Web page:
Ack! The Twisted Tax Tales anthology is out.

twisted tax tales 3Everyone feels a bit giddy when they receive their first copy of their first-ever published piece of fiction, right?

Well, maybe not if you’re really young, I suppose…? That’s when everything’s happening for you, exciting first jobs, first cars, budding politics, lots of people falling over themselves to shag you, new friends, new cities, life is full of colour and movement. ‘First story published, awesome, oh hey I lost my virginity, cool.’ Every week there’s another milestone, so that you don’t really notice it’s all pretty extraordinary.

That was the stage of my life when I’d expected, in my teenage arrogance, to publish my first story. (And I did, technically – an article on St George captain Mark Coyne in the Grand Final edition of Rugby League Week magazine in 1998, where I’d just completed a week of work experience. I believe I was the first female ‘journalist’ to ever get a byline there. I doubt I was also the last – you’d bloody hope not – but I don’t know for sure, I stopped following rugby league many years ago.) It wasn’t fiction, though. I didn’t actually write many stories through my late teens or twenties, aside from those churned out for my creative writing classes; I stopped and started a couple of novels, revised a few shorts, but nothing took. As my twenties slipped away, I realised all my early fantasies of Gordon Korman or Lisa Gardner-style prodigiousness were already years behind me, and I’d better get my butt into gear if I was serious about the dream I’d always, very casually, assumed would just somehow ‘happen’. The glossy, momentous events of youth had slowed to a muddy trickle by then, but the years seemed to be passing faster than ever, and I had nothing to show for them.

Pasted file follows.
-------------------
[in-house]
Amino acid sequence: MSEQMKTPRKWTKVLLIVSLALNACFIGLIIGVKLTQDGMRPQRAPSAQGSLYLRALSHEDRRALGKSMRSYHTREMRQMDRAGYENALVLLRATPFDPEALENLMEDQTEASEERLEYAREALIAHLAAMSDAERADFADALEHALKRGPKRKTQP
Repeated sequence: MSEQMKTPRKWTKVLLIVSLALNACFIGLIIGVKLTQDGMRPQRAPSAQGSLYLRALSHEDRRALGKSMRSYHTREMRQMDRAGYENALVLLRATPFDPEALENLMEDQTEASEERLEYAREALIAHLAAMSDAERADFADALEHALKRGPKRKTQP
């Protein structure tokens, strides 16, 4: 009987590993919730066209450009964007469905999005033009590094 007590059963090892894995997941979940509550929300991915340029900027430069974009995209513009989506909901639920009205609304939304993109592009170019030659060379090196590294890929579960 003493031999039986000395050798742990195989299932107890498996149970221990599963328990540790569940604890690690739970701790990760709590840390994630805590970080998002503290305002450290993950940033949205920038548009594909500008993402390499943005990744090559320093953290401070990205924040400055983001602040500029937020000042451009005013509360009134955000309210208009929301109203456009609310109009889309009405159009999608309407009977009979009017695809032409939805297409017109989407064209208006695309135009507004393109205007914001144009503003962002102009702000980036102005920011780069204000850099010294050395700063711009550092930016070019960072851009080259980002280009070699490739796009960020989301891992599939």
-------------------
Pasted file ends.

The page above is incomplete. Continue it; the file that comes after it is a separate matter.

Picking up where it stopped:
twisted tax tales 1So here I am, a little closer to forty than thirty now, holding my first copy of my first-ever published story in my lap. It’s in the anthology I posted about last year – ‘Twisted Tax Tales’, the fundraiser for the Save the Tasmanian Devil Appeal – and it looks good. It’s an exciting moment. As mentioned up top, I do feel giddy. But… a little less so than I’d expected? (That’ll learn me for Having Expectations!) To be honest, nearly three months after its original scheduled date for publication, I’d almost stopped believing it would happen. Then, after it was finally mailed out, it took nearly two weeks to arrive, so that it was almost – almost – an anti-climax when it did. And then my name was misspelled on the author’s page. (Spellcheck wouldn’t have picked up ‘Cover’, an actual word.) I’m also a ‘copyrighter’, apparently? And it turns out my face looks a bit weird in greyscale.

twisted tax tales 2But that’s okay. It’s all okay. I’m published! In a book, with my name, and words I wrote! And there were only two editorial changes made that I’m unhappy with, which feels like a win!

The most exciting, satisfying, overall excellent thing is that I finally feel comfortable calling myself A Writer, even though I’ve been writing for money for nearly three years now and I wasn’t paid a cent for this story. Weird! But it’s true: only now, with Abacus out there for people to read and buy (please do! Help save the Tassie Devil!), do I feel worthy of the title.

I’m on the path. I’m finally on the bloody path. And as strangely un-strange as it feels, it’s a milestone I’ll always cherish.


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